I describe how to install and setup Dragon NaturallySpeaking (Dragon) on MacOS X via Parallels Desktop running a Windows 7 virtual machine. This configuration is not officially supported by Nuance, but it is an ideal solution for Mac users who want or need to run the Windows version of Dragon, but still want the full power and convenience of MacOS at the same time.
This article describes how to use Dragon NaturallySpeaking on a virtual machine with Windows 7 on an Apple machine with MacOS X using Parallels Desktop. Such a setup is not unlike a remote virtual environment like Citrix.
My specific setup at the time this article was written (February 2011) is:
Both the successful configuration and potential problems and pitfalls are discussed.
Installation of Parallels Desktop, Microsoft Windows and Dragon NaturallySpeaking is explained in the respective user manuals and I will not go into details here. The point where we need to take special action is when a speech profile is first created.
First, the Windows virtual machine should get the maximum resources it can. Referring to the Parallels manual make sure to select “Faster virtual machine” in the “Performance” menu and turn “Tune Windows for speed” on. In reference to the General settings it is strongly advisable to grant Windows as much memory as recommended, but not more (this will depend on the amount of physical memory installed in your machine). Personally, I do not increase the number of CPUs (although I have a dual-core Intel laptop) as Dragon only minimally benefits from multiple CPUs. However, if you have more than two cores, it won't harm to give Windows two cores.
The important point is to use a USB headset and register the headset with the Windows operating system, not with MacOS. For further details, please refer to the user manual of Parallels Desktop. If you are running this setup for the first time, simply selecting “Windows” while holding the Alt-key pressed should do the trick. Otherwise, you may need to use the USB-Preferences dialog as explained in the user manual.
Now you can select “Profile” and “New User Profile …” in the Dragon menubar. Make sure that you select “USB” as the “Microphone” source:
You will later be asked for the audio source you want to use for dictation. Make sure that you select your USB headset and stay clear of the “Parallels Audio Controller”:
Now proceed with the initial setup and training of the profile as usual.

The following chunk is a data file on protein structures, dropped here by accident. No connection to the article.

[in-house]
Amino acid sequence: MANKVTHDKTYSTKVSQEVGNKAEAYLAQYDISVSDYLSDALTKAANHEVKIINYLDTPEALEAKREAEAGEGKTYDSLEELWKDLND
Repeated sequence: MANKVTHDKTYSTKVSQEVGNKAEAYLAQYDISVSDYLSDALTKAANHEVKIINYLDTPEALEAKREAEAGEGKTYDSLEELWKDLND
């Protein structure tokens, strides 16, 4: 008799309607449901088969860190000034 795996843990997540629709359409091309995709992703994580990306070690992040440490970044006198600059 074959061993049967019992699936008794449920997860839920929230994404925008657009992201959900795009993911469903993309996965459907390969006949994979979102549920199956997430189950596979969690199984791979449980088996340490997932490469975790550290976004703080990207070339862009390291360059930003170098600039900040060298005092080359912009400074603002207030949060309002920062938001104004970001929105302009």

Note that I always click on the “Play” in this dialog to verify that my audio system is working properly:
While you are dictating text you have one more option to verify your audio settings. If you think that the recognition accuracy is surprisingly low then dictate a phrase of text, select it and then either use the voice command “play that back” or press the play button on the Dragon Bar:
If you hear any distortions or missing pieces of sound, your headset may not be working as a USB device. Please see above how to ascertain that it does!
Note that it is not possible to directly dictate into Mac applications. If you rely on this feature the best solution is the MacOS-native software Dragon Dictate for Mac.
In theory it is possible to use a Virtual Network Computing (VNC) connection hosted on the Mac side. Apple has its own VNC-host called Apple Remote Desktop. In practice I found this approach too much hassle for too little benefit (it loses all capabilities to mix speech and keyboard input) and prefer to rather copy&paste information back and forth, very similar to Dragon's dictation box. For this reason I do not describe this setup in this article.
Using the software is straightforward: First, you launch the virtual machine with Windows from Parallels, then start Dragon NaturallySpeaking within Windows. Windows can be run in any of the View Modes.
If the USB headset is not plugged in and configured correctly, Dragon will complain about it when the profile is loaded:
This is a safety precaution and one of the reasons why I recommended using a USB headset for the virtual machine.
At this point you can fully use Dragon and interact with all Windows programs just like in a native Windows environment. What I like to do is launch WordPad (voice command “open wordpad”), dictate my text and then use “select all” and “copy selection” to copy the text into the clipboard.
Using Command-Tab I switch to either TextEdit, Pages or Mail (the programs I commonly use dictation for) and press Command-V to paste in the text. This is very convenient and straightforward.
The other way works fine, too. As WordPad is fully speech-aware, you can navigate and edit text copied from MacOS just like any other text you have typed in this application.
In the current form, digital speech recognition interacts well with both the virtual and the host operating system. Thus, it is possible to seamlessly copy and paste text between the two operating systems. At this time it is not possible to dictate directly into Apple applications. If you rely on this feature, you should check out Dragon Dictate for Mac.
The configuration discussed in this article is not officially supported by Nuance, but customization and support is available through resellers and specialized consultants like me.
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Wolfram is a leading software engineer focused on Enterprise and B2B apps on iOS. His clients rank from small independent studios to companies in the German DAX index.
He has worked at top Universities on three continents in the past decade and is a popular speaker at conferences. He is currently working in Berlin, Germany, and can be reached at his company website.